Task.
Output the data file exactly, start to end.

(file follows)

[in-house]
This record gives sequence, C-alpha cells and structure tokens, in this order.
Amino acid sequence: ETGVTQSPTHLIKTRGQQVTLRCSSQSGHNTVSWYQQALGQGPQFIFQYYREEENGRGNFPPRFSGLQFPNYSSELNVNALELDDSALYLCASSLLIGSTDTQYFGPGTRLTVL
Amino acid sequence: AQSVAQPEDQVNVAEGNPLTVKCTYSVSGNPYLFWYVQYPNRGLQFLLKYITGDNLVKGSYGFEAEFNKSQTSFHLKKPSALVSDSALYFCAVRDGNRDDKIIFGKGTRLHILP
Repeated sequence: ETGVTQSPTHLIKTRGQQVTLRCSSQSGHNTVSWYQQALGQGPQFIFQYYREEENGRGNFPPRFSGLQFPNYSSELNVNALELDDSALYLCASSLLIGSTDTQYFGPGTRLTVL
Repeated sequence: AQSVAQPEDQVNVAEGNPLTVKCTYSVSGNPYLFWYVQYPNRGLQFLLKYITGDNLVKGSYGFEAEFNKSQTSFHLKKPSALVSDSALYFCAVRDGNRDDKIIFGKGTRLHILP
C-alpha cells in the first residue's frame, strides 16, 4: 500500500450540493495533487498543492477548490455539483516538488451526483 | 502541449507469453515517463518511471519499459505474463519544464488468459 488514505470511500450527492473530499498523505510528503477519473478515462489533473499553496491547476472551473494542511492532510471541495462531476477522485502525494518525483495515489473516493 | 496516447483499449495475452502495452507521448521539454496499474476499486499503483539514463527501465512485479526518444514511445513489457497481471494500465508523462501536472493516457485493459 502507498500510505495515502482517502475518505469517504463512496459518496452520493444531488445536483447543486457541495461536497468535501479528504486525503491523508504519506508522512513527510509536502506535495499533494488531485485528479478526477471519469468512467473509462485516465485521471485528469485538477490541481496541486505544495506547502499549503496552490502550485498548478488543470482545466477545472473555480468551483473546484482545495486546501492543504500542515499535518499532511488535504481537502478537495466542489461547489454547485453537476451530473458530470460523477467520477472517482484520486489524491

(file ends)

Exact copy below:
[in-house]
This record gives sequence, C-alpha cells and structure tokens, in this order.
Amino acid sequence: ETGVTQSPTHLIKTRGQQVTLRCSSQSGHNTVSWYQQALGQGPQFIFQYYREEENGRGNFPPRFSGLQFPNYSSELNVNALELDDSALYLCASSLLIGSTDTQYFGPGTRLTVL
Amino acid sequence: AQSVAQPEDQVNVAEGNPLTVKCTYSVSGNPYLFWYVQYPNRGLQFLLKYITGDNLVKGSYGFEAEFNKSQTSFHLKKPSALVSDSALYFCAVRDGNRDDKIIFGKGTRLHILP
Repeated sequence: ETGVTQSPTHLIKTRGQQVTLRCSSQSGHNTVSWYQQALGQGPQFIFQYYREEENGRGNFPPRFSGLQFPNYSSELNVNALELDDSALYLCASSLLIGSTDTQYFGPGTRLTVL
Repeated sequence: AQSVAQPEDQVNVAEGNPLTVKCTYSVSGNPYLFWYVQYPNRGLQFLLKYITGDNLVKGSYGFEAEFNKSQTSFHLKKPSALVSDSALYFCAVRDGNRDDKIIFGKGTRLHILP
C-alpha cells in the first residue's frame, strides 16, 4: 500500500450540493495533487498543492477548490455539483516538488451526483 | 502541449507469453515517463518511471519499459505474463519544464488468459 488514505470511500450527492473530499498523505510528503477519473478515462489533473499553496491547476472551473494542511492532510471541495462531476477522485502525494518525483495515489473516493 | 496516447483499449495475452502495452507521448521539454496499474476499486499503483539514463527501465512485479526518444514511445513489457497481471494500465508523462501536472493516457485493459 502507498500510505495515502482517502475518505469517504463512496459518496452520493444531488445536483447543486457541495461536497468535501479528504486525503491523508504519506508522512513527510509536502506535495499533494488531485485528479478526477471519469468512467473509462485516465485521471485528469485538477490541481496541486505544495506547502499549503496552490502550485498548478488543470482545466477545472473555480468551483473546484482545495486546501492543504500542515499535518499532511488535504481537502478537495466542489461547489454547485453537476451530473458530470460523477467520477472517482484520486489524491